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Why investors aren't betting against Trump's Twitter clone — yet

Former President Donald Trump speaks during a press conference at 40 Wall Street after a pre-trial hearing on March 25, 2024 in New York City
Donald Trump's social media company has soared so far on the stock market.Michael M Santiago/GettyImages
  • Donald Trump's social media company is trading on the Nasdaq at an eye-popping valuation.

  • It should be a real target for short-sellers betting against the stock.

  • But that hasn't happened yet, for a couple of reasons.

Trump Media & Technology Group Corp — Donald Trump's social media company — is a flashing red light of a stock. Next-to-no revenue; an exceptionally checkered past; completely dependent on the celebrity of a single, erratic man; and, as of Tuesday, worth something north of $9 billion as it starts to trade on the Nasdaq.

In other words: It seems like a perfect candidate for short sellers — investors who bet that a company's stock price is overvalued and will fall.

And that's sort of happening. But not that much, for now: More than 3 million shares of Trump Media have been shorted, says short-tracker S3 Partners. That works out to be about 11% of the company's total outstanding shares.

That's way higher than the average stock, which has about 5% of its shares shorted. But not nearly as much as the most-shorted stocks. Shorts own 38% of Beyond Meat, for instance. They own 35% of Carvana.

What gives?

S3's managing director, Ihor Dusaniwsky, offers one explanation: It's particularly hard to short Trump's company for technical reasons.

To short a company, you need to borrow the shares from someone else, sell them, and then hope the price of the stock drops before you have to buy the shares back and return them. But Trump's company started out as a Special Purpose Acquisition Company — a funky corporate structure that was briefly popular during the pandemic stock mania — and it's hard to borrow against SPACs in general and Trump's SPAC in particular:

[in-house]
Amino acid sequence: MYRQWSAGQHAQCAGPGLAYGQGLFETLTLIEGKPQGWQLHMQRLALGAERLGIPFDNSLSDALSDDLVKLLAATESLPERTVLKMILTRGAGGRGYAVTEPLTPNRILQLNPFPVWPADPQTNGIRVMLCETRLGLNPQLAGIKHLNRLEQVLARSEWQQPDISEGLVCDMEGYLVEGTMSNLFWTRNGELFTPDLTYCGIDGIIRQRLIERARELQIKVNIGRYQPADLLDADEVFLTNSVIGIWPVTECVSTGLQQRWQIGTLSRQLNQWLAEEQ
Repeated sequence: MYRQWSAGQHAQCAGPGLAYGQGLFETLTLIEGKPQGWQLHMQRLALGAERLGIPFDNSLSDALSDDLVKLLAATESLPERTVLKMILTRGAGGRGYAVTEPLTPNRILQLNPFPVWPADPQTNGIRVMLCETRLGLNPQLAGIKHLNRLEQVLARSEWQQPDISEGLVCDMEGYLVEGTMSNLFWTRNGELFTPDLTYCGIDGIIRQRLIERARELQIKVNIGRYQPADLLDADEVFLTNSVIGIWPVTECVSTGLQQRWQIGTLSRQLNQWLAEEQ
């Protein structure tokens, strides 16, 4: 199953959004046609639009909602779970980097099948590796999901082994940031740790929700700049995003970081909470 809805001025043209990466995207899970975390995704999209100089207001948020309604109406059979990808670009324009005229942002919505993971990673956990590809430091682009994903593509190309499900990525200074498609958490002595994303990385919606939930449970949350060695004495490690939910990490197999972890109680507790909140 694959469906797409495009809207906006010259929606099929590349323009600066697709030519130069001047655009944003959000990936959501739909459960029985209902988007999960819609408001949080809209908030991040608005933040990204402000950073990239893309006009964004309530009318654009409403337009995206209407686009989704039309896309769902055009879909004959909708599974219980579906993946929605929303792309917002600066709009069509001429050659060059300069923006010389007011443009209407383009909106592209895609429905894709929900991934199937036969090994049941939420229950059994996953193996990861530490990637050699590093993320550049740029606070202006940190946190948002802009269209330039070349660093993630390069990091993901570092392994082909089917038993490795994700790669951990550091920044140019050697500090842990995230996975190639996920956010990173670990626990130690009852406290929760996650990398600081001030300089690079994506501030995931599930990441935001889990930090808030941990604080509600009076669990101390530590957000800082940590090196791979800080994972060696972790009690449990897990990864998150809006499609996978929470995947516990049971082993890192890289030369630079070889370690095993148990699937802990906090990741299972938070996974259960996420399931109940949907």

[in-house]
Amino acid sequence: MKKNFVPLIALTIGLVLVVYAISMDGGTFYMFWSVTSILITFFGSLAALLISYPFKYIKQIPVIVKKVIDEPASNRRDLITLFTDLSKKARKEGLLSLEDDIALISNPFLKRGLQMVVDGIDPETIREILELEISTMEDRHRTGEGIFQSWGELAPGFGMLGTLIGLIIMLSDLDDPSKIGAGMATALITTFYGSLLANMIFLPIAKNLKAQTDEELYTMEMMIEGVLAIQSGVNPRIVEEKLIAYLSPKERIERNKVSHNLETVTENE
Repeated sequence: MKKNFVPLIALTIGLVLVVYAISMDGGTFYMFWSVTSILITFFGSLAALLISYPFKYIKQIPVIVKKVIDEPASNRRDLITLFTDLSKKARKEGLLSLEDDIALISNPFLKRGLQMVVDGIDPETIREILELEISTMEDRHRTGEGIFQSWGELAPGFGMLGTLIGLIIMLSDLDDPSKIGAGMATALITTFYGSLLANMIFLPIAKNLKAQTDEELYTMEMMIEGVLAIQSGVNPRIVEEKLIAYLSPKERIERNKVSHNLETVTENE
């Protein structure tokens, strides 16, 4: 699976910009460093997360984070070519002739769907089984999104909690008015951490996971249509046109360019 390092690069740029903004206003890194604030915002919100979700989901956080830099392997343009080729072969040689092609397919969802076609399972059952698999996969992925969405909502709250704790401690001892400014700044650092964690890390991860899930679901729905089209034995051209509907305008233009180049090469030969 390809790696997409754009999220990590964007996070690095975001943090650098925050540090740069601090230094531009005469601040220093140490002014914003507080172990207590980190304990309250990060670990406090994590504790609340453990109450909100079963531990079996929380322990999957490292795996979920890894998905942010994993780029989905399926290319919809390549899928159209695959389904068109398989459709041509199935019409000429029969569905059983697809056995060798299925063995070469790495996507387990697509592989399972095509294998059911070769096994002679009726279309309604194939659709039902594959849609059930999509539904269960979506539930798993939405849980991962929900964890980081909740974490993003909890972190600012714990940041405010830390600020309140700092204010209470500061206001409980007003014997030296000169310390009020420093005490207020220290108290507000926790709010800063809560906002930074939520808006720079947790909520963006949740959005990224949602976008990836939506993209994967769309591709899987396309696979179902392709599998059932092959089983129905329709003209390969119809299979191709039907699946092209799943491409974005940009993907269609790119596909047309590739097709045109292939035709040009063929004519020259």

SPAC stock borrowing is usually limited because the usual stock lenders, long shareholders such as mutual funds & ETF providers, do not own SPACs in size and since SPACs are not in most of the larger indexes, passive long shareholders, who are also potential lenders, do not usually hold them. In addition, most retail shareholders are not lenders into the stock loan market, which also limits the number of shares in the lending pool.
As a result, any SPAC with a significant amount of short selling will usually have high stock borrow costs and limited stock loan availability. There is extraordinarily little stock borrow available in [Trump Media] to support new short sales and stock borrow rates are extremely high. [Trump Media] is the most expensive stock borrow in the U.S. with short interest over $100 million.

So that's one reason. The other reason is one that you can figure out without being a shorting expert: Trump Media is the definition of a meme stock — a stock that trades because people on social media think it's valuable, or funny, or because they want to stick it to The Man or whatever.

And while meme stocks eventually come down to earth, you can get really hosed betting against them in the meantime.

That's partly because of the nature of shorting in general: Unlike traditional stock investing, where the most you can lose is your initial investment, when you short, your potential losses don't have any cap. They can keep climbing along with the share price of the company you were hoping would go down.

And it's partly because retail investors have learned they can, in some cases, work together to pull off a short squeeze and push up the price of a meme stock on their own. Maybe because they want to make money; maybe because they want to stick it to The Man.

That, of course, was the lesson we learned during the GameStop short squeeze of 2021. And if, for some reason, you missed that one, there's an entire movie about it, which has its problems but is also kind of fun.

So, while I don't offer investment advice, I am quite confident that Trump Media will not be worth $9 billion or anything close to it by the time this story is over. And, also: I'd be really wary of trying to figure out when the stock will eventually reflect reality.

Read the original article on Business Insider